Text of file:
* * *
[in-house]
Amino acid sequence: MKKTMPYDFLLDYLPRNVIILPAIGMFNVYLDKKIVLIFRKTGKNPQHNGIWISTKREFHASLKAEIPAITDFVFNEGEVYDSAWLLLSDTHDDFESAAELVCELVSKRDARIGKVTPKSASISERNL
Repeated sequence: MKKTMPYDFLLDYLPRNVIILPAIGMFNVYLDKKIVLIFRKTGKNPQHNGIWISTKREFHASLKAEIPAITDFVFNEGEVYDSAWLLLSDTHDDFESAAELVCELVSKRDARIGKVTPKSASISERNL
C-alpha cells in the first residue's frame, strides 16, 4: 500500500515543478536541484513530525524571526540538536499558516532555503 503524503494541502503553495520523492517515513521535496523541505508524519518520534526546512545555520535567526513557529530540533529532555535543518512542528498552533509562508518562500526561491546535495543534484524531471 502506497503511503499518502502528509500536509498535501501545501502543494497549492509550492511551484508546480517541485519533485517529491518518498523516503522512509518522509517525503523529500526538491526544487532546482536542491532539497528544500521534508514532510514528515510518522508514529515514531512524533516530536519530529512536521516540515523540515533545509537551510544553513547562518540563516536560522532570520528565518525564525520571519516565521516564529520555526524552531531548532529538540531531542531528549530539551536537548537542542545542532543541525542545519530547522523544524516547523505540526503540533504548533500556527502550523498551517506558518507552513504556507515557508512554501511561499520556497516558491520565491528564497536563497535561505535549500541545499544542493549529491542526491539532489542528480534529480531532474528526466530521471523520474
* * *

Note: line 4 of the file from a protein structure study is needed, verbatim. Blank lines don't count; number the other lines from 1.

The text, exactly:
C-alpha cells in the first residue's frame, strides 16, 4: 500500500515543478536541484513530525524571526540538536499558516532555503 503524503494541502503553495520523492517515513521535496523541505508524519518520534526546512545555520535567526513557529530540533529532555535543518512542528498552533509562508518562500526561491546535495543534484524531471 502506497503511503499518502502528509500536509498535501501545501502543494497549492509550492511551484508546480517541485519533485517529491518518498523516503522512509518522509517525503523529500526538491526544487532546482536542491532539497528544500521534508514532510514528515510518522508514529515514531512524533516530536519530529512536521516540515523540515533545509537551510544553513547562518540563516536560522532570520528565518525564525520571519516565521516564529520555526524552531531548532529538540531531542531528549530539551536537548537542542545542532543541525542545519530547522523544524516547523505540526503540533504548533500556527502550523498551517506558518507552513504556507515557508512554501511561499520556497516558491520565491528564497536563497535561505535549500541545499544542493549529491542526491539532489542528480534529480531532474528526466530521471523520474